SA need 341 runs to avoid innings defeat against India

KOLKATA: The third day of the Kolkata Test went to Venkatsai Laxman and Mahendra Singh Dhoni as South Africa require 341 runs to avoid an innings defeat with two days remaining in the second and final Test.

The tourists, trailing by 347 runs, were six for no loss in their second knock when play was called off due to bad light after just five deliveries from Zaheer Khan.

India''s powerful batting boosted their chances of squaring the series after they lost the first Test in Nagpur by an innings and six runs.

A drawn series will also enable Dhoni''s men to retain their number one position in the official Test rankings.

Laxman hit 143 and Dhoni made 132 as India piled up a record 643-6 before declaring their first innings shortly before stumps on the third day at the Eden Gardens in Kolkata.

India''s total was their highest against South Africa, surpassing the 627 during the Chennai Test in 2008.

Laxman and Dhoni put on 259 for the unbroken seventh wicket as India lost just one wicket, of nightwatchman Amit Mishra, during the day.

Laxman, who missed the Nagpur Test due to a finger injury, played some trademark pulls and drives for his 15th Test century and the fourth at the Eden Gardens.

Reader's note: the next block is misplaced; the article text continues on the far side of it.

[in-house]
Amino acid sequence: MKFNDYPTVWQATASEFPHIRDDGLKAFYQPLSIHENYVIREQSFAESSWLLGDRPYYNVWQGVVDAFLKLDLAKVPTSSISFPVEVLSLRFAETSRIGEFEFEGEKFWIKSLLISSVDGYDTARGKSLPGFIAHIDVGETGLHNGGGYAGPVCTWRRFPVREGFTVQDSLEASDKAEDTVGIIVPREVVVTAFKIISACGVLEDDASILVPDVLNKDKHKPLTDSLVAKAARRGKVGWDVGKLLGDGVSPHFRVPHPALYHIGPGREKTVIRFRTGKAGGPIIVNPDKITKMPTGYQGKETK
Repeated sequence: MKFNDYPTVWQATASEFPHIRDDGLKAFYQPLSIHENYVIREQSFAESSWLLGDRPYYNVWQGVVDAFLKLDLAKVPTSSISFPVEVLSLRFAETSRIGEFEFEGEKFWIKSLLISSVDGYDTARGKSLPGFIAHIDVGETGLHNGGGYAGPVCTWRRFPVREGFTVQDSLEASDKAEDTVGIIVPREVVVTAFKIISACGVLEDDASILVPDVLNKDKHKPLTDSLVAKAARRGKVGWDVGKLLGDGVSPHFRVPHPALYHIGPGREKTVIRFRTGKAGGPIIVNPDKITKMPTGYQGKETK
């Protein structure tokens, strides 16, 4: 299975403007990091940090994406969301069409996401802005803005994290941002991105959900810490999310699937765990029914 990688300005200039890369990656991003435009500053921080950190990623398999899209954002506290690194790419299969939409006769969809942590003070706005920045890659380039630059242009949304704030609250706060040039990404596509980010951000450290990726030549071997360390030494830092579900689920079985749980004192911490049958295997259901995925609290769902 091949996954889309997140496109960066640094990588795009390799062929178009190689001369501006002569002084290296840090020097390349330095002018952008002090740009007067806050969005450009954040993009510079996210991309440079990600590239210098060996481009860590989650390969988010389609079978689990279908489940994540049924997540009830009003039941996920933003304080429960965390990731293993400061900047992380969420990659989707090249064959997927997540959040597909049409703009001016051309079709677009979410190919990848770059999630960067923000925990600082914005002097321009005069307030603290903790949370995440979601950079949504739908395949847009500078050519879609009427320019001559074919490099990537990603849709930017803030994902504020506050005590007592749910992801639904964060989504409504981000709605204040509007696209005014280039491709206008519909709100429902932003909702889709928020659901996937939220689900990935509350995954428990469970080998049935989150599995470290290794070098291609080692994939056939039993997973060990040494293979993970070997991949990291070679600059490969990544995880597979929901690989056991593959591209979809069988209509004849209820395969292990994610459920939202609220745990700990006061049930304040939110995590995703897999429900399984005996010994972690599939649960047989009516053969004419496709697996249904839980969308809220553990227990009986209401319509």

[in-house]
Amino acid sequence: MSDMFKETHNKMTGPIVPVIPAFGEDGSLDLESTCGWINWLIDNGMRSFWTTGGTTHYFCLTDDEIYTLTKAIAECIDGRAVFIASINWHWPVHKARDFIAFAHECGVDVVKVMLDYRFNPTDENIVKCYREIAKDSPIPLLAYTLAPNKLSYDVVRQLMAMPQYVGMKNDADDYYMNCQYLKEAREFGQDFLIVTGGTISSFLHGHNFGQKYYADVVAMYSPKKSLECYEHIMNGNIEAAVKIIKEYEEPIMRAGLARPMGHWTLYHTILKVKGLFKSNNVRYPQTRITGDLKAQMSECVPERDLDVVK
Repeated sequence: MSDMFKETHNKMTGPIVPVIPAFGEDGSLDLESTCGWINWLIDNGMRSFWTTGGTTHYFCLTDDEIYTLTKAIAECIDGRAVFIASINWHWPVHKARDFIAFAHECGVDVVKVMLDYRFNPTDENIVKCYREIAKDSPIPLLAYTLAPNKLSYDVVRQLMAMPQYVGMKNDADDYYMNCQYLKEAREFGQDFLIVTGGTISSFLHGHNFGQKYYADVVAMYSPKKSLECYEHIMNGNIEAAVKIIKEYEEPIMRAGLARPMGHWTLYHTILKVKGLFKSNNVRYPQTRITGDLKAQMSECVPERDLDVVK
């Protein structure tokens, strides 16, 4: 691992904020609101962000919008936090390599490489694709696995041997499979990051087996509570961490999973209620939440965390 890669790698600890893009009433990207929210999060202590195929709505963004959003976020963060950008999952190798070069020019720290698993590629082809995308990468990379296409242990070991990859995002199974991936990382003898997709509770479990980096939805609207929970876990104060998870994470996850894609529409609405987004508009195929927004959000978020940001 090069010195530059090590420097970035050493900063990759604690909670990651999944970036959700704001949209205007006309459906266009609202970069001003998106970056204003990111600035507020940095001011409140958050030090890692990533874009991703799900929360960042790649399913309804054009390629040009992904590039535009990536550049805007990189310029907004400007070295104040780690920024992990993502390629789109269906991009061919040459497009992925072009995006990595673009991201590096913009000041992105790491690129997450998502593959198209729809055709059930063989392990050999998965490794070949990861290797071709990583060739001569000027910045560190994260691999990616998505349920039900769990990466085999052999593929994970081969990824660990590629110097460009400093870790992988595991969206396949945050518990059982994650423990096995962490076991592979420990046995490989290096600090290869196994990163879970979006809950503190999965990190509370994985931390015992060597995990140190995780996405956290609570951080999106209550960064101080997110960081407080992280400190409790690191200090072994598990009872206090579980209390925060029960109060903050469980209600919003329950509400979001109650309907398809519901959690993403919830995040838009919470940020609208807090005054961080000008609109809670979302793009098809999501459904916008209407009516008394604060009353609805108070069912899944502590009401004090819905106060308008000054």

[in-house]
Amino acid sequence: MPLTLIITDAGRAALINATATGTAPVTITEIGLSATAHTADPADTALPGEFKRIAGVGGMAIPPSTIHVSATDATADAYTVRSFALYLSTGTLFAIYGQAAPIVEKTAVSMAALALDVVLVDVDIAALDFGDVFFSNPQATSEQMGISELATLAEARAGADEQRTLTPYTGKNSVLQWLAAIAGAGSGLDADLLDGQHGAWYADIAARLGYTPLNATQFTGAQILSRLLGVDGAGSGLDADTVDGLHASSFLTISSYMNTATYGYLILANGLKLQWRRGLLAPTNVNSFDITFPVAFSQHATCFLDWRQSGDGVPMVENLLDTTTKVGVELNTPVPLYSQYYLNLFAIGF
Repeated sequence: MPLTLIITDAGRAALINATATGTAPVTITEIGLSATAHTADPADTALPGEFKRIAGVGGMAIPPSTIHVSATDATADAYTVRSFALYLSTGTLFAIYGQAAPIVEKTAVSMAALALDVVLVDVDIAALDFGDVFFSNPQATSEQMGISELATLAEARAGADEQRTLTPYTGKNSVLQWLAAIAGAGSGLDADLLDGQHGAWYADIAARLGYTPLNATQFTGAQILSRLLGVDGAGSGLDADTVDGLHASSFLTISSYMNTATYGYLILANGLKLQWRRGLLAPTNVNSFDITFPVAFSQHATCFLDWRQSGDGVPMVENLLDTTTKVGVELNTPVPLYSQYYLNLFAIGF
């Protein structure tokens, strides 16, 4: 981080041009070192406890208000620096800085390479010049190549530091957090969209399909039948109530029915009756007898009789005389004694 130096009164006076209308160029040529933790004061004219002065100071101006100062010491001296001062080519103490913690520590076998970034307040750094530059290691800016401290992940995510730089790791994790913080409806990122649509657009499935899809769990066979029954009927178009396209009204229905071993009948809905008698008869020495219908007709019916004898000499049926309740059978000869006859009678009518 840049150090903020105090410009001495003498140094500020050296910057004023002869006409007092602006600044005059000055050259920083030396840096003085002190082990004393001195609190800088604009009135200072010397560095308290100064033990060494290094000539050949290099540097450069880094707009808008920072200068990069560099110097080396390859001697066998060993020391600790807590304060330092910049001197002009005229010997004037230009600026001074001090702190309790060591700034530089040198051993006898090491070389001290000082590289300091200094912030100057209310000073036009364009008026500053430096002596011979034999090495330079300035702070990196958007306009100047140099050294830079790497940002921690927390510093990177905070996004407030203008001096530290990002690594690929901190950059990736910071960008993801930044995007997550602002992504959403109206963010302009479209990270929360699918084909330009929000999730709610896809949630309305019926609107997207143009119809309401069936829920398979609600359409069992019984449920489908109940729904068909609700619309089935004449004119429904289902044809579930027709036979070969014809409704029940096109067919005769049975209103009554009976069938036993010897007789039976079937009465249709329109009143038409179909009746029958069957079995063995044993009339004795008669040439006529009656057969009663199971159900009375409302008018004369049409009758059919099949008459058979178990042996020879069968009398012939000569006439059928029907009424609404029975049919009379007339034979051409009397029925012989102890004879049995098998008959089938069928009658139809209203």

Dhoni clobbered part-time spinner Jean-Paul Duminy for two sixes in a row and another off Paul Harris to underline India''s dominance over the second-ranked Proteas.

There were four centuries in India''s innings after Virender Sehwag and Sachin Tendulkar made hundreds on Monday.

The South Africans, who made 296 in their first knock, squandered a few chances in the field, which could prove costly as they seek their first Test series victory in India for nearly a decade.

Resuming at 342-5, Laxman flicked a couple of boundaries in the first over of the day by Dale Steyn, who conceded 115 runs while taking just one wicket.

Laxman faced 260 balls during his nearly six-hour stay at the wicket.

Mishra (28) enjoyed a brief flourish and a couple of reprieves before falling to an ambitious upper cut which was plucked by Jacques Kallis off Morne Morkel (2-115) at second slip.

Mishra hit five fours in his 38-ball knock.

Four South African bowlers conceded more than 100 runs each, with left-arm spinner Harris being the most expensive with figures of 1-182 from 50 overs.